Caretaking Functions Define Parental Responsibility in IllinoisSince 2016, Illinois has used the term “allocation of parental responsibilities” instead of “child custody.” The name reflects that parenting after a divorce or separation is a shared responsibility, not just a determination of who gets to keep the kids. Each parent must fulfill his or her assigned responsibilities when the children are with him or her. If one parent is incapable or unwilling to assume those responsibilities, then a court may give sole responsibility to the other parent.

Caretaking Functions

Illinois’ Marriage and Dissolution of Marriage Act has a list of parental responsibilities, which it calls “caretaking functions.” There are eight functions that parents are expected to provide for their children during their parenting time:

  1. Attending to a child’s nutrition, health, safety, and hygiene;
  2. Guiding a child through his or her maturation, such as developing motor and language skills;
  3. Teaching proper behavior and providing discipline;
  4. Ensuring that a child receives an education;
  5. Helping a child develop interpersonal skills;
  6. Taking a child to medical appointments;
  7. Instilling a sense of morality in the child; and
  8. Arranging for others to take care of the child when the parent is not available.

The caretaking functions do not include “significant decisions” related to the children’s education, health, religious beliefs, or extracurricular activities. Parents can make routine decisions when they have the children but must discuss major decisions with their co-parent unless it is an emergency situation.

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Surviving Divorce as a TeacherTeachers have a lower divorce rate as compared to other professions, but those who do get divorced face unique challenges. As a teacher, your primary concern is usually for your students. Your caregiving nature likely extends to your home life, as a spouse and parent. During your divorce, you may be focusing on your own needs more than you are accustomed to doing. It is important to take care of yourself during your divorce and plan how you will balance your teaching career with your personal needs.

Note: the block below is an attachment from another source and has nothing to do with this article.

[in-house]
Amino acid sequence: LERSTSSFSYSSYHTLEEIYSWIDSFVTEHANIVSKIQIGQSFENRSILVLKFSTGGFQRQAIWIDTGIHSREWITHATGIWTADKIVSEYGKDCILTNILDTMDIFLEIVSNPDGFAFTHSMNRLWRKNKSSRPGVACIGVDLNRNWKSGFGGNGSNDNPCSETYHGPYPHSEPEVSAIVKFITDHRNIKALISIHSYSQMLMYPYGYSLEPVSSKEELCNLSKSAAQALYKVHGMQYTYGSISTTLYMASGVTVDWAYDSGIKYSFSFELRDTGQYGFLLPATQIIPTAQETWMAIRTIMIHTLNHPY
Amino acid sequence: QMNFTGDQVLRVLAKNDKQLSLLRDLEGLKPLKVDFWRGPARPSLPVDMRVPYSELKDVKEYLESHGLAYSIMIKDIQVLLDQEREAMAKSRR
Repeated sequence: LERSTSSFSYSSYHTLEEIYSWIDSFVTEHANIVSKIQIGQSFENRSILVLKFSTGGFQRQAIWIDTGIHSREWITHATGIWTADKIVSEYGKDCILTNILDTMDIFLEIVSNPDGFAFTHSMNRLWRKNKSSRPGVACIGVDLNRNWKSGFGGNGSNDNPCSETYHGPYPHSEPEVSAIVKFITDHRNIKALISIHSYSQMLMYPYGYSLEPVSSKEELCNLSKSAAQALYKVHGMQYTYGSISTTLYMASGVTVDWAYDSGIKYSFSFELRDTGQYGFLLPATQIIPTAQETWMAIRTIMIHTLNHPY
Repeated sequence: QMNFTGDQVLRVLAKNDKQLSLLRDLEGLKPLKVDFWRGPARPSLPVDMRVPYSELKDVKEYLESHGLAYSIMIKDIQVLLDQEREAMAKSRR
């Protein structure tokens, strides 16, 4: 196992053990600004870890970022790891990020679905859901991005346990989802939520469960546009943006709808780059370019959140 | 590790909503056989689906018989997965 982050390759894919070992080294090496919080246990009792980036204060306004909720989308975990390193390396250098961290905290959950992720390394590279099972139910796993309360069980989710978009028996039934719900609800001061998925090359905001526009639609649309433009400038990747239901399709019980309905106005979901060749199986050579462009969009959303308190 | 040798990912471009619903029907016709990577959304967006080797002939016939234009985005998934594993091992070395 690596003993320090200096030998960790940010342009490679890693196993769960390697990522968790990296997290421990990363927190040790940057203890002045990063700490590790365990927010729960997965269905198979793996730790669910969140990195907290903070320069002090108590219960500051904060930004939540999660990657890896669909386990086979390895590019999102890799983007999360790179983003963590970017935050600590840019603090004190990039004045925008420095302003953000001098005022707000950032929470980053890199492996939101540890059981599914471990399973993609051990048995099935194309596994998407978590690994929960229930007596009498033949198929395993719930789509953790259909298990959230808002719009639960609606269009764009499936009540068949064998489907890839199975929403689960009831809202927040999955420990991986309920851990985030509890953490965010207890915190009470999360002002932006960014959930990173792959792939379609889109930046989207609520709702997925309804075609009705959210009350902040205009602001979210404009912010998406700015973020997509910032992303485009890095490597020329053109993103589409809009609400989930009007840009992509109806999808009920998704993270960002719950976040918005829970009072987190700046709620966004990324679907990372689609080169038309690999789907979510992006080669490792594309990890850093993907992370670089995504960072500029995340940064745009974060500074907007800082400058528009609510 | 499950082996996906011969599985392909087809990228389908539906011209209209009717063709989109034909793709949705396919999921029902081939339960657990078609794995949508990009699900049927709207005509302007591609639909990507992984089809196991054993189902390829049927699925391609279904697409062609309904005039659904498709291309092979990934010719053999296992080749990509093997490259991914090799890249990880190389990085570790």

Taking Time Off

Most divorcees use occasional personal days in order to attend meetings or court hearings. Teachers must also be aware of their emotional state and how it may affect their students:

  • You must be able to make it through the school day without emotionally breaking down in front of your students; and
  • Being distracted by your divorce may make you less attentive as a teacher.

Now is the time to use your sick and personal days if you have accumulated them over several years. If you do not have many days available, ask your human resource department about your options if you need additional time off. Your students need a teacher who is able to be fully engaged in their education.

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Law Prohibits Electronic Eavesdropping on SpouseIt should be obvious that you are not allowed to break into your spouse’s locked filing cabinet in order to obtain his or her personal documents during your divorce. The same concept applies to digital information. You are not allowed to snoop through your spouse's computer or other electronic devices to find private communications and documents. The evidence you find would be inadmissible in your divorce case, and you could face criminal charges for violating eavesdropping laws. However, you can use digital information that your spouse makes available to the public.

Electronic Eavesdropping

Eavesdropping is the act of obtaining information that a person can reasonably expect to remain private. There are several methods someone could use to eavesdrop on his or her spouse’s electronic communications or access digital documents:

  1. Unauthorized Log-In: Many computers and email accounts require a user name and password in order to access them. You may know or be able to guess your spouse’s log-in information, but you are not allowed to log in to his or her private accounts without permission.
  2. Hacking: Someone with technical savvy may be able to remotely access a person’s private digital information. Hackers can breach digital security by exploiting system weaknesses or sending an email with malicious software. Hacking into your spouse’s digital devices is a major violation of his or her privacy.
  3. Monitoring: One goal of gaining access to someone’s digital device is to install software that can track and record private conversations. If someone’s spouse was previously allowed to use a device, he or she could have installed spyware. Monitoring your spouse’s emails, texts, phone calls, and video chats is a definite violation of the eavesdropping law.

Public Information

Social media has become the big exception to the eavesdropping laws that restrict access to personal information. Your spouse cannot expect information to remain private if he or she posted it publicly on Facebook or another platform. It is legal for you to watch your spouse’s public social media activity to see if he or she says anything that may be relevant to your divorce.